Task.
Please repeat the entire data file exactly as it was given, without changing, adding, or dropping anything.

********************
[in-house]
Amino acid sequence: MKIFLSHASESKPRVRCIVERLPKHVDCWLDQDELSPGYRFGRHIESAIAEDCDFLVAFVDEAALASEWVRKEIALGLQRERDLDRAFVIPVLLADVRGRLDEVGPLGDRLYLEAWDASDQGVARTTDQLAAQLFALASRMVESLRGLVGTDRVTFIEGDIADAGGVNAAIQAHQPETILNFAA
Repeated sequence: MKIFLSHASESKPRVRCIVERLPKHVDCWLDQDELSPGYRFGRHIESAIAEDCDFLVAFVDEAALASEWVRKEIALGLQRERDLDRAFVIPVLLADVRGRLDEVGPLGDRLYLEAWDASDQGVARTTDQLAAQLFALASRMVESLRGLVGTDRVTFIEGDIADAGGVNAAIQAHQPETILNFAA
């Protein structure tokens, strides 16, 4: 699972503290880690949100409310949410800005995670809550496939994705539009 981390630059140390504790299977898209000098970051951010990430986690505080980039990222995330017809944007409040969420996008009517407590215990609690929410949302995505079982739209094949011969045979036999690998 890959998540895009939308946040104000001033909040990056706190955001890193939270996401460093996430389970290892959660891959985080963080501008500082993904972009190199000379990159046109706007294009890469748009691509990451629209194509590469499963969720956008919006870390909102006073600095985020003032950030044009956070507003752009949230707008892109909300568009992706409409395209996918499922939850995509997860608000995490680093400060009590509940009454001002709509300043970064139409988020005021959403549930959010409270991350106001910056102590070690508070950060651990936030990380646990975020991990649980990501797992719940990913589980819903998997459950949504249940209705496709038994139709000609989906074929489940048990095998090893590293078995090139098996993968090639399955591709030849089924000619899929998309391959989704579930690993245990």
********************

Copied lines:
[in-house]
Amino acid sequence: MKIFLSHASESKPRVRCIVERLPKHVDCWLDQDELSPGYRFGRHIESAIAEDCDFLVAFVDEAALASEWVRKEIALGLQRERDLDRAFVIPVLLADVRGRLDEVGPLGDRLYLEAWDASDQGVARTTDQLAAQLFALASRMVESLRGLVGTDRVTFIEGDIADAGGVNAAIQAHQPETILNFAA
Repeated sequence: MKIFLSHASESKPRVRCIVERLPKHVDCWLDQDELSPGYRFGRHIESAIAEDCDFLVAFVDEAALASEWVRKEIALGLQRERDLDRAFVIPVLLADVRGRLDEVGPLGDRLYLEAWDASDQGVARTTDQLAAQLFALASRMVESLRGLVGTDRVTFIEGDIADAGGVNAAIQAHQPETILNFAA
């Protein structure tokens, strides 16, 4: 699972503290880690949100409310949410800005995670809550496939994705539009 981390630059140390504790299977898209000098970051951010990430986690505080980039990222995330017809944007409040969420996008009517407590215990609690929410949302995505079982739209094949011969045979036999690998 890959998540895009939308946040104000001033909040990056706190955001890193939270996401460093996430389970290892959660891959985080963080501008500082993904972009190199000379990159046109706007294009890469748009691509990451629209194509590469499963969720956008919006870390909102006073600095985020003032950030044009956070507003752009949230707008892109909300568009992706409409395209996918499922939850995509997860608000995490680093400060009590509940009454001002709509300043970064139409988020005021959403549930959010409270991350106001910056102590070690508070950060651990936030990380646990975020991990649980990501797992719940990913589980819903998997459950949504249940209705496709038994139709000609989906074929489940048990095998090893590293078995090139098996993968090639399955591709030849089924000619899929998309391959989704579930690993245990």